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Hyperion Records

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Photograph of Matthew Polenzani by Sim Canetty-Clarke (b?)
Track(s) taken from CDA67782
Recording details: February 2010
All Saints' Church, East Finchley, London, United Kingdom
Produced by Mark Brown
Engineered by Julian Millard
Release date: November 2010
Total duration: 1 minutes 52 seconds

'Polenzani is evidently a tenor of the finest quality: a lyric voice, sweet and ingratiating, with the capacity to ring out excitingly, gloriously easy on high but with a perfectly adequate body to the tone in its middle and lower registers. He is firm and even, pleasingly expressive … he sings with warmth, intelligence and conviction, matching the superb playing of his pianist Julius Drake' (Gramophone)

'Polenzani remains an extraordinarily communicative Lieder singer, possessed of an agile and flexible voice of tremendous versatility. In the most intimate of these settings, as well as in the quasi-operatic ones, Polenzani and Drake create performances that are at once thoughtful, richly atmospheric and never less than compelling … this auspicious inauguration of the series whets the appetite for more' (International Record Review)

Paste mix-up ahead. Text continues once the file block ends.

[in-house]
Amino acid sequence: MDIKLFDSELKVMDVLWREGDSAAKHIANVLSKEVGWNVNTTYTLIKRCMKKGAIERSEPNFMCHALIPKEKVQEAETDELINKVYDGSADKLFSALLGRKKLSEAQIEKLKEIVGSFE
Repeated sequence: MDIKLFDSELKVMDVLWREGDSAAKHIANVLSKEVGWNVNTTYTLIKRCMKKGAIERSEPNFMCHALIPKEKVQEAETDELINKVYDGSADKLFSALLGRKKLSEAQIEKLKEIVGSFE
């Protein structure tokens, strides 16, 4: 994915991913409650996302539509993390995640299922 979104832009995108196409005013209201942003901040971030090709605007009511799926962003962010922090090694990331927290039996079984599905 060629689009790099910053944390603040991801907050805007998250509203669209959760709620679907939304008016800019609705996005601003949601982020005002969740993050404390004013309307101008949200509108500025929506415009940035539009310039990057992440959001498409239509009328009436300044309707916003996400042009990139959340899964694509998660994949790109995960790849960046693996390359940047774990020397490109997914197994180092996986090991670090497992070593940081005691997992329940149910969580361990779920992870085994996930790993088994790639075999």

'This stupendous disc, issued ahead of the Liszt bicentenary next year, marks the start of Hyperion's survey of his complete songs, still a grey area for many despite past attempts by major artists such as Brigitte Fassbaender and Dietrich Fischer-Dieskau to rehabilitate them … as with so much of his music, their difficulty in performance is to be found in their emotional and expressive extremes. The challenges are more than met here, with Polenzani doing things in songs such as Der Fischerknabe or Pace Non Trovo that you never thought were possible for a human voice, while Drake's intensity is total and unswerving' (The Guardian)

Wie singt die Lerche schön, S312 Second version
late 1850s; LW N51
author of text

Introduction  EnglishFrançaisDeutsch
August Heinrich Hoffmann von Fallersleben, the poet of Wie singt die Lerche schön, was a close friend of Liszt and Carolyne von Sayn-Wittgenstein in Weimar (Marie d’Agoult and the composer came to a bitter parting of ways in 1844). When Liszt founded the Neu-Weimar-Verein (the New Weimar Society) in 1854 for the purpose of defending new music from the Philistines who decried it, Hoffmann von Fallersleben wrote the society’s Twelve Commandments, including No 11: ‘Enough of the old; we hope for something new in Weimar’. The poet’s image of the ‘lark ascending’ clearly gave Liszt the idea for the impressionistic sonorities from which this small, lovely song is made.

from notes by Susan Youens © 2010

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